House prices rose in value across the U.S. in April, but at a slower pace on both a year-over-year and month-over-month basis.
According to the S&P/Case-Shiller National Home Price Index (HPI), which covers all nine U.S. census divisions, prices posted a 5.0% annual gain, compared with an advance of 5.1% the previous month. The 10-City Composite was up 4.7%, versus 4.8% in March, and the 20-City Composite reported a year-over-year gain of 5.4% -- from 5.5% from the prior month.
Portland led the way with a year-over-year price increase of 12.3%, followed by Seattle at 10.7% and Denver with a 9.5% gain. Nine cities reported greater price increases in the year ending April 2016 versus the year ending March 2016.
The HPI recorded a month-over-month gain of 1.0% in April, with the10-City Composite up 1.0% and the 20-City Composite rising 1.1%.
”The housing sector continues to turn in a strong price performance with the S&P/Case-Shiller National Index rising at a 5% or greater annual rate for six consecutive months,” said David M. Blitzer, Managing Director and Chairman of the Index Committee at S&P Dow Jones Indices. “The home price increases reflect the low unemployment rate, low mortgage interest rates, and consumers’ generally positive outlook.”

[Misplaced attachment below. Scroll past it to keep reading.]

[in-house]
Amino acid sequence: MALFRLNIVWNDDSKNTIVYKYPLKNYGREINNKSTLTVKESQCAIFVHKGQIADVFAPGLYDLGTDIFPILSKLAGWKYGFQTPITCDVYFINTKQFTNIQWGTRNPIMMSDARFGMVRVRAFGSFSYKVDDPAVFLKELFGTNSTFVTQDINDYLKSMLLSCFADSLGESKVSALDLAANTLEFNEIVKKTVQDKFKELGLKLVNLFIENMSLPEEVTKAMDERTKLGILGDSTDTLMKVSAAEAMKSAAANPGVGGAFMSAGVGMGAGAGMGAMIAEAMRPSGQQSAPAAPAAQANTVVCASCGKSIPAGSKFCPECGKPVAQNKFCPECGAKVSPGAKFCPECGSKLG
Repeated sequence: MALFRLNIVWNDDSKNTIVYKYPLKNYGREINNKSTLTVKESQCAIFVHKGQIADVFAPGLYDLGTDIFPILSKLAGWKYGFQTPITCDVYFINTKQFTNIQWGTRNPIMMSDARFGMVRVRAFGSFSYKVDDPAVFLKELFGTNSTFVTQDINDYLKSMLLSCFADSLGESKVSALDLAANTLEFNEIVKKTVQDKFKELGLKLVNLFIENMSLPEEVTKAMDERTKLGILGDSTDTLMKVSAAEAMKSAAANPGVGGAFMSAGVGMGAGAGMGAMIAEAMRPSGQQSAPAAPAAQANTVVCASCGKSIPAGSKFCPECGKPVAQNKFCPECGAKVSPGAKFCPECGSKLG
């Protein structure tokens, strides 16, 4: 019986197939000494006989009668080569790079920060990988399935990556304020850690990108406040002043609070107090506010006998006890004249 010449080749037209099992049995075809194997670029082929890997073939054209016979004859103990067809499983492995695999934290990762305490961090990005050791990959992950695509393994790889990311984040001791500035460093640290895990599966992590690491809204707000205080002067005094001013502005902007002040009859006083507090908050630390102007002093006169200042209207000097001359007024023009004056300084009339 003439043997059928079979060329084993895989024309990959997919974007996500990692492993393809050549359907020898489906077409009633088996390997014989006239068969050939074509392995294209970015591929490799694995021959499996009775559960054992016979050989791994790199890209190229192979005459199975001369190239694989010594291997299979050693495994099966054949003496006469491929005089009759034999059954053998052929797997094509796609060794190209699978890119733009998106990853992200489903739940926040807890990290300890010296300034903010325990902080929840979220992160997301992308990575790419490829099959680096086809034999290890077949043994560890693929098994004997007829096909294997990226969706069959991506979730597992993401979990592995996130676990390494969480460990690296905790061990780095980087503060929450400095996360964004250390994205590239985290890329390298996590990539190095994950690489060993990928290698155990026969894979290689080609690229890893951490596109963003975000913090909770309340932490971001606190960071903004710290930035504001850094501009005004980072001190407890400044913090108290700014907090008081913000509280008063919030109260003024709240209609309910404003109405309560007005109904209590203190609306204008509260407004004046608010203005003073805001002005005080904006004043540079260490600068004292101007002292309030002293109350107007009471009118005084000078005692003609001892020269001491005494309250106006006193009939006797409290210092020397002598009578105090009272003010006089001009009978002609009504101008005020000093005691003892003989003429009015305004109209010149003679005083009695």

Blitzer notes, however, that the outlook is not without a lot of uncertainty and some risk. “Last week’s vote by Great Britain to leave the European Union is the most recent political concern while the U.S. elections in the fall raise uncertainty and will distract home buyers and investors in the coming months,” he said.
In addition, a closer look at home price data also hints at possible softness. According to Blitzer, “Seasonally adjusted figures in the report show that three cities saw lower prices in April compared to only one city in March. Among the 20 cities, 16 saw either declines or smaller increases in monthly prices in the seasonally adjusted numbers.”